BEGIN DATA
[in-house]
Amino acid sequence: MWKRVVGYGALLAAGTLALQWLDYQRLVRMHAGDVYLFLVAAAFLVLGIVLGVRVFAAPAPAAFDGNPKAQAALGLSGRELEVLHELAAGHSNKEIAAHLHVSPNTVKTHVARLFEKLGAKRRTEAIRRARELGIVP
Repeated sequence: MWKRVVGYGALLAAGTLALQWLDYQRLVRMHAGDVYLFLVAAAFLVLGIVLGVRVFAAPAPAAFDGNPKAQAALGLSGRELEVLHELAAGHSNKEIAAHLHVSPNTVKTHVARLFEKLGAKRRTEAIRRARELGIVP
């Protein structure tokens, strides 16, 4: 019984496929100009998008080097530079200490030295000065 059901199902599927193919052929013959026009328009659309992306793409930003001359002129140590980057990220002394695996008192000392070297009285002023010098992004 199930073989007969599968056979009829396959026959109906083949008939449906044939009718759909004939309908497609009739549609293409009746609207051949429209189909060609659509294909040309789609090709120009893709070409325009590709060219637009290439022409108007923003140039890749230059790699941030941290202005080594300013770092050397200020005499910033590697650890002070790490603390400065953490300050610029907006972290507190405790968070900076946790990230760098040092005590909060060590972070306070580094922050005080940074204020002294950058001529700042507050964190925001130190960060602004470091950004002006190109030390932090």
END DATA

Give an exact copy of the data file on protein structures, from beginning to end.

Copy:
[in-house]
Amino acid sequence: MWKRVVGYGALLAAGTLALQWLDYQRLVRMHAGDVYLFLVAAAFLVLGIVLGVRVFAAPAPAAFDGNPKAQAALGLSGRELEVLHELAAGHSNKEIAAHLHVSPNTVKTHVARLFEKLGAKRRTEAIRRARELGIVP
Repeated sequence: MWKRVVGYGALLAAGTLALQWLDYQRLVRMHAGDVYLFLVAAAFLVLGIVLGVRVFAAPAPAAFDGNPKAQAALGLSGRELEVLHELAAGHSNKEIAAHLHVSPNTVKTHVARLFEKLGAKRRTEAIRRARELGIVP
């Protein structure tokens, strides 16, 4: 019984496929100009998008080097530079200490030295000065 059901199902599927193919052929013959026009328009659309992306793409930003001359002129140590980057990220002394695996008192000392070297009285002023010098992004 199930073989007969599968056979009829396959026959109906083949008939449906044939009718759909004939309908497609009739549609293409009746609207051949429209189909060609659509294909040309789609090709120009893709070409325009590709060219637009290439022409108007923003140039890749230059790699941030941290202005080594300013770092050397200020005499910033590697650890002070790490603390400065953490300050610029907006972290507190405790968070900076946790990230760098040092005590909060060590972070306070580094922050005080940074204020002294950058001529700042507050964190925001130190960060602004470091950004002006190109030390932090």